Criteria Selection Guide Here we’re going to apply some filters to weed out stocks that doesn’t meet our criteria. Our goal is to get it down to around 50-100 stocks. There are plenty of stocks screening sites out there but I find Financial Times Global Equity Screener pretty robust and has everything we need. Google Finance is another alternative that you can check out. Below is our screening criteria and I’ll run you through what each means. • • • • •
Market Capitalization: $100 million and above Price to Earnings ratio: Less than 10 Return to Equity ratio: More than 13% Debt to Equity ratio: Equal or less than 0.2 or 20% Dividend yield: More than 3-5%
1. Market Capitalization Market capitalization tells you how much the stock market thinks a company should worth. We want to avoid companies that are too small for a couple of reasons. Companies with small market cap are generally either newly listed and lack of established products/service in the market. Just be mindful the screener only allow currency selection in Pound, Dollar & Euro. You might need to make adjustment accordingly to the market cap of your country currency.
2. Price to earnings ratio Or P/E ratio for short, this ratio compares how much the company earns and how much you are paying for it. If the company earns a profit of $1, a $10 stock price will make the P/E 10. Price / Earnings = PE ratio OR $10 / $1 = PE of 10 All else equals, the lower the ratio the better it is. Low ratio means you are paying less for every dollar of profit the company made. PE ratio is a crude measurement, think of it as a Body Mass Index (BMI) that determine if a person is underweight, normal or overweight based on the height & weight. Sometimes it can be misleading but overall it serves our screening purpose. Generally, stocks selling below PE of 10 are considered cheap; PE 11-20 as fairly priced while anything above is considered expensive. As you have learnt when I introduced those fundamentals, sometimes certain stocks are cheap for a reason and vice versa. But for now, we will separate the cheap ones from the pricey ones.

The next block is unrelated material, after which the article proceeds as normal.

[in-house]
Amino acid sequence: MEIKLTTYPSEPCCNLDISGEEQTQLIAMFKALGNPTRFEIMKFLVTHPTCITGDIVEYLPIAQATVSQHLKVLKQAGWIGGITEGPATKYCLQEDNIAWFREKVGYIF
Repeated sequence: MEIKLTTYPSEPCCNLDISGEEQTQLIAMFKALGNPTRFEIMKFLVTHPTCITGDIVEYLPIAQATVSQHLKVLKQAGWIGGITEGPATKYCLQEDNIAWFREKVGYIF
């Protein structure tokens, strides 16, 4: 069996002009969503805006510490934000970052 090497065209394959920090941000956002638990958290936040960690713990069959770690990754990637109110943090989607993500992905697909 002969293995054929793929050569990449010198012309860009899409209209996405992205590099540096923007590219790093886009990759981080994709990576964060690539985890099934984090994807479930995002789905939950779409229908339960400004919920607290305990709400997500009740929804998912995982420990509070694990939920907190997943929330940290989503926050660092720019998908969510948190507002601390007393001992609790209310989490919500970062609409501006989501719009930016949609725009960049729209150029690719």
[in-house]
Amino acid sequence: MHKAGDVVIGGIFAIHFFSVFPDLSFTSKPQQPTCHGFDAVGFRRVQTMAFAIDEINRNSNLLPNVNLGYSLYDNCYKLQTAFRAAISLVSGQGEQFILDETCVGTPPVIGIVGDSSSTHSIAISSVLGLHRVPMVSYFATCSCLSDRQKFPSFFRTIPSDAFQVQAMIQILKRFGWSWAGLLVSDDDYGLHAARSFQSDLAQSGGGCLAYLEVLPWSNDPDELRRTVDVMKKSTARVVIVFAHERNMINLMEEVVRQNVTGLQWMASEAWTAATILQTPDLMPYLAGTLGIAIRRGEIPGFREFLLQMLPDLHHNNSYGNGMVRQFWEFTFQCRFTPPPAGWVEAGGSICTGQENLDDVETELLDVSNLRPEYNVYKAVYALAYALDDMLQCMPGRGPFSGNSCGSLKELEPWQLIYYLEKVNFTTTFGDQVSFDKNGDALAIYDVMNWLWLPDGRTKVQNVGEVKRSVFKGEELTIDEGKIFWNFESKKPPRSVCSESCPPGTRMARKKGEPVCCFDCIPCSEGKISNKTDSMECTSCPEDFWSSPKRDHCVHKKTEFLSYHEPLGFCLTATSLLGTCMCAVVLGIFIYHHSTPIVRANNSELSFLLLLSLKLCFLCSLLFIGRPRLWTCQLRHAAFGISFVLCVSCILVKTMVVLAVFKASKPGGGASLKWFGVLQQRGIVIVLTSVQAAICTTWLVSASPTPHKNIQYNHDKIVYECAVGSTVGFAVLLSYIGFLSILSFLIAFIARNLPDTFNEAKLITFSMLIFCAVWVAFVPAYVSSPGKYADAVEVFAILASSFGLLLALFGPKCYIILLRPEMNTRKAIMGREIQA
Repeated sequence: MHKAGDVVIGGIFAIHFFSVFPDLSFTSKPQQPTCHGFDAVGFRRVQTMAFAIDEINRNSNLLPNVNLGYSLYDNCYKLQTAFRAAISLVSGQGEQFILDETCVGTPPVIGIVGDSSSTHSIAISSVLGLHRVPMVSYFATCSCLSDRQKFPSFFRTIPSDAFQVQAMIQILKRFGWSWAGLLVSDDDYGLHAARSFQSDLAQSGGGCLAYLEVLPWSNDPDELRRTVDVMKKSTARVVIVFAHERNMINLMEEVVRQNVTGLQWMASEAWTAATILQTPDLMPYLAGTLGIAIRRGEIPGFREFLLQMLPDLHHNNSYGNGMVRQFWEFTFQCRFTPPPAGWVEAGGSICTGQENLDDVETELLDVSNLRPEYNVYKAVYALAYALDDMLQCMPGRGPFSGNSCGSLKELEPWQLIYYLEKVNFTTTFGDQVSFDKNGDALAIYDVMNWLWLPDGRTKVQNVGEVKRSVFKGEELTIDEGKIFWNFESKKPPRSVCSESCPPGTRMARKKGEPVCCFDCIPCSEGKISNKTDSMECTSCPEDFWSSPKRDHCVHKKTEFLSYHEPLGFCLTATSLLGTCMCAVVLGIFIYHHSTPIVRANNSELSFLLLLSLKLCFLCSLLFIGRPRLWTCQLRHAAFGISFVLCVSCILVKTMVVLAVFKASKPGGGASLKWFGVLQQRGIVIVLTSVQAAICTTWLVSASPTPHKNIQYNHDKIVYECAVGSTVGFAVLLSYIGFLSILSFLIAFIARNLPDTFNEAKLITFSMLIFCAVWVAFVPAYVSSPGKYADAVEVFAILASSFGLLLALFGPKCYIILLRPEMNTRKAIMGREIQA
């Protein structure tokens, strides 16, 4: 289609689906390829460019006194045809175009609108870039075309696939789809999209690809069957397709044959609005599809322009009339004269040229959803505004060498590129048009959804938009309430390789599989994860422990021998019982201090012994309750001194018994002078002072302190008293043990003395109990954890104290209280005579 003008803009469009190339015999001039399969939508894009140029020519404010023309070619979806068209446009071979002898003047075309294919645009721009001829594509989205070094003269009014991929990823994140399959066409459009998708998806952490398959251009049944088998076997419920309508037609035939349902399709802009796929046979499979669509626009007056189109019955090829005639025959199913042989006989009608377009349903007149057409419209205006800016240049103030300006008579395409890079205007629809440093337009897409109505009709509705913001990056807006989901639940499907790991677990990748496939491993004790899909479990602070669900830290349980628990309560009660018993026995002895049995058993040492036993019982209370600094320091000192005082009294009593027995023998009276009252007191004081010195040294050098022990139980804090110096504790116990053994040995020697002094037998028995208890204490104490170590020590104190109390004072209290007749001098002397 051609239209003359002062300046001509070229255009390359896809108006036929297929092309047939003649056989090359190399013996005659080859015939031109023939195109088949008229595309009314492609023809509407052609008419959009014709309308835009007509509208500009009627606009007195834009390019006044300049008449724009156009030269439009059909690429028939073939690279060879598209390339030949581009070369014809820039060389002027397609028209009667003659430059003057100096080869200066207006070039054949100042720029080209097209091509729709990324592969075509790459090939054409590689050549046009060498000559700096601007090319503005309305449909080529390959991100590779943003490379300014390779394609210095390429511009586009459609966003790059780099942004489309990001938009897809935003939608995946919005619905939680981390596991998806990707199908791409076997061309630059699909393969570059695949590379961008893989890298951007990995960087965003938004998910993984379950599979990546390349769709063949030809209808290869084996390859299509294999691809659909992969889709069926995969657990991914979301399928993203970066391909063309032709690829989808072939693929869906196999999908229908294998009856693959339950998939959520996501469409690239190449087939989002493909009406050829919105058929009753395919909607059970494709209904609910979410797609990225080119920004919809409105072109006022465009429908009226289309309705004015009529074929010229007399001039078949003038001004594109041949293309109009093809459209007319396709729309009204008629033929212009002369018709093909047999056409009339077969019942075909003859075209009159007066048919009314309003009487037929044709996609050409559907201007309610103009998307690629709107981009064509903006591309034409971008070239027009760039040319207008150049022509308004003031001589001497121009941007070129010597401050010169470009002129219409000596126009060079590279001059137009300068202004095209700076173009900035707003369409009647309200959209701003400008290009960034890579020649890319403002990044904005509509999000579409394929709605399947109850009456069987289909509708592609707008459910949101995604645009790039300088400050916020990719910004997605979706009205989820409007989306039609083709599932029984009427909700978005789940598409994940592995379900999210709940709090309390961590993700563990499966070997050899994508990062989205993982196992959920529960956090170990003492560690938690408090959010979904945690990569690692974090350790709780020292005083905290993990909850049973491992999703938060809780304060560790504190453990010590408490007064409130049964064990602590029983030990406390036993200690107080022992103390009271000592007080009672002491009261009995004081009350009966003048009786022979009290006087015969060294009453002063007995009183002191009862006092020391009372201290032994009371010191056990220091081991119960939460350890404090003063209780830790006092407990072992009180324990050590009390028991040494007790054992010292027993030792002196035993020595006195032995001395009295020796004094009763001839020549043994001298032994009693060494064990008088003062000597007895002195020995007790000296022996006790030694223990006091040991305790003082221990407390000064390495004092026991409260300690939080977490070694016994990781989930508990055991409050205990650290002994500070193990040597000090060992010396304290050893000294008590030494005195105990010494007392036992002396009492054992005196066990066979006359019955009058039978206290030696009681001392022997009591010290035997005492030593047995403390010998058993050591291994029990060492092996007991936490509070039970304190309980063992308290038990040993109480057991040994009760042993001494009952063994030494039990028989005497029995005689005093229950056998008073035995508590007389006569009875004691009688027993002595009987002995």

3. Return on Equity ratio (5 years average) You should be familiar with ROE ratio by now. We want a stock that can consistently earn a 13% ROE and above over the past 5 years. You can adjust the ROE ratio upward to reduce the results if you are getting plenty of matches. As a guideline for a start, try to avoid any stocks that cannot earn over a 10% ROE. Over a long period, as in 10-20 years, not many stocks can consistently deliver a ROE of 20%.
4. Debt to Equity ratio This ratio measures how much debts the company has borrowed. Expressed as a percentage against shareholder’s equity. Debt isn’t all bad but keeping it at below 20% of the equity is a good starting point.
5. Dividend yield Dividend yield looks at how much dividend is being paid out by the business at the current stock price. A $10 stock that pays $3 in dividend give you a dividend yield of 3% Dividend / Price = Dividend yield % OR $3 / $10 = 3% Dividend yield is a very subjective preference and there’s no right and wrong answer. But a minimum of 3% dividend yield is a good start. You can adjust the filters if you are getting too little matches or too many matches. If you have too many matches, try tighten your filters i.e increase ROE, lower PE, low Debt to Equity and so on. If there are not enough matches, you can loosen those criteria. The step by step guide is on subsequent pages. Make sure you go through this checklist before buying any stock.
Step-by-step Guide 1. Go to Financial Times Global Equity Screener 2. Select the countries or region you like to filter on.
3. For Sectors & Industries we will keep it as default. 4. Go to ‘Add additional criteria’ at the bottom of all the default criterias.
5. A pop out window should show up, allowing you tick and untick all the criterias that you want to be included.
6. Select Market Cap, Price to Earnings Ratio, Dividend Yield, Return on Equity (5 years average) and Total Debt to Capital, leaving the rest unticked. 7. You should have something that looks like this.
8. Enter all the criteria. Here we found 150 results out of the entire universe of stocks. If you reduce your search to a particular region or country, it is very likely to fall below 100 matches.
9. On the results page, you can ranked companies by those criterias.